This is a very important first step in getting the insurance industry “on the same page” as many business owners and fleet managers already read from.
You can’t manage what you can’t measure”, and likewise, you can’t give the best price(and reap the most profit) from insurance programs unless you really know who and what you are writing coverage for.
Here’s a recent entry in Rosalind Gardner’s Net Profits Today blog that at first glance doesn’t seem to be GPS-related but it’s just so important that I have to take the time to address the issue. Now, listen up … Rosalind is a guru of what we web weenies call "Affiliate Marketing, but the link I furnished is no affiliate link and I’m not selling anything here … except the idea of trying to keep a few of you, or your teenagers alive.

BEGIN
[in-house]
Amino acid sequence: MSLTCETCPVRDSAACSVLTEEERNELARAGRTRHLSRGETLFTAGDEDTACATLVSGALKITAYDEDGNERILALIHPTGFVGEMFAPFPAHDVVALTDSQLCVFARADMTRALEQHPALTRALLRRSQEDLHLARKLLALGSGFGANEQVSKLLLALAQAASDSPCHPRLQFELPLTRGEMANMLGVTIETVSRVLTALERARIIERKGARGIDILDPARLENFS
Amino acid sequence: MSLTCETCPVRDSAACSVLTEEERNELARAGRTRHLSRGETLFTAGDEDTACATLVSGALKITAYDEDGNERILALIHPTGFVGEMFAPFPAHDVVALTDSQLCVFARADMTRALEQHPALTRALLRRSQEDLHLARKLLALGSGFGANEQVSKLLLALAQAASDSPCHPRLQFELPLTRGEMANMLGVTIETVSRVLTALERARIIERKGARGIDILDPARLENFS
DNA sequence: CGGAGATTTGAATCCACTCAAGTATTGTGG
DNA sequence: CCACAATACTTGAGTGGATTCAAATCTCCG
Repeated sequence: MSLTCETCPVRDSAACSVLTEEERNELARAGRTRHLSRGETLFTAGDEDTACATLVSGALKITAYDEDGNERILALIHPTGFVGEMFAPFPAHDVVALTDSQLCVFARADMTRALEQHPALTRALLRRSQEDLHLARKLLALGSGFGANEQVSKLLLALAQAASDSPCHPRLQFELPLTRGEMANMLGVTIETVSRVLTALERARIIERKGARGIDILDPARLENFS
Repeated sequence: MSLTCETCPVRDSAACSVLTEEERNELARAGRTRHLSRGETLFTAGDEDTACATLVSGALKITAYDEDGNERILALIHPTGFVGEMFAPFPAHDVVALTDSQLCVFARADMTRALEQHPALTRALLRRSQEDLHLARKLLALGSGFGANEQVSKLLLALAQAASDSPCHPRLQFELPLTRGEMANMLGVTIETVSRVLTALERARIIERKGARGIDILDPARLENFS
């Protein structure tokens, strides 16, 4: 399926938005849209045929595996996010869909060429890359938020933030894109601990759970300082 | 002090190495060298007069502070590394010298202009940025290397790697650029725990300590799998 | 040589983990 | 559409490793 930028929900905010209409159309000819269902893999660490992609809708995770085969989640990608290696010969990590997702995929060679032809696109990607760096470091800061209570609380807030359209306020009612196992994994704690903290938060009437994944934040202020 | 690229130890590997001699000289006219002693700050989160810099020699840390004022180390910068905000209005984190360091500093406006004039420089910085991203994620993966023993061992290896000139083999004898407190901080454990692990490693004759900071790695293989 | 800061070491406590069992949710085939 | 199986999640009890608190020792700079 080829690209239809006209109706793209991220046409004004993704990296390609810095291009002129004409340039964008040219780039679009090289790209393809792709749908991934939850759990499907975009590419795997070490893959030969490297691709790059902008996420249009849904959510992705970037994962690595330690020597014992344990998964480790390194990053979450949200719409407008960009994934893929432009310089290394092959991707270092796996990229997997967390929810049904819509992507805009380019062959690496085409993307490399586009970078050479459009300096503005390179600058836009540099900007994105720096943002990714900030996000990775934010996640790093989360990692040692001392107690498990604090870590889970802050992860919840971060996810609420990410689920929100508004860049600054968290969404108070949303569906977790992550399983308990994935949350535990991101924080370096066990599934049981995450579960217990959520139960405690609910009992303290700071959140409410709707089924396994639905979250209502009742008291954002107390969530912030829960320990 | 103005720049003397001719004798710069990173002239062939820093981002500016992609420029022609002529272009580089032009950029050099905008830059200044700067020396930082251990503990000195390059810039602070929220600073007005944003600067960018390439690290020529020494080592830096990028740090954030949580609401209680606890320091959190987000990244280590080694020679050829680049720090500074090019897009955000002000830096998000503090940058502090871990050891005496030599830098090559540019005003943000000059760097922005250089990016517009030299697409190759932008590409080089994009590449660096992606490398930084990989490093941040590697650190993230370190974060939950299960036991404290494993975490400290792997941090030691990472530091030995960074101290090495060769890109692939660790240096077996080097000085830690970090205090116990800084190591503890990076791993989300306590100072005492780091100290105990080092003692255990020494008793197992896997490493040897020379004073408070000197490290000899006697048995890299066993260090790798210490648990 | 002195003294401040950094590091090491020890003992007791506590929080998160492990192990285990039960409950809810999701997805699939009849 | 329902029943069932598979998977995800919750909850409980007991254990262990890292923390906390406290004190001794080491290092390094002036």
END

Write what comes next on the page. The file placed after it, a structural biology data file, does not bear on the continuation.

New California Cell Phone Law Misses the Mark
How would you feel if the air traffic controller responsible for your flight was having a heated argument with his wife on the phone at the same time he was supposed to be safely separating your flight from others? You might start looking for that parachute, right?…
Like Ros, I’m very grateful that the "Gubernator" is paying some attention to the driving while phoning issue. Also, like Ros, I’m very concerned that this isn’t enough. There are many studies out there using driving simulators that prove that driving and cell phoning don’t mix. using a hands-free phone is a step in the right direction, but it isn’t really the answer. No matter how good a driver you are (or think you are) your driving performance deteriorates measurably when yakking while driving.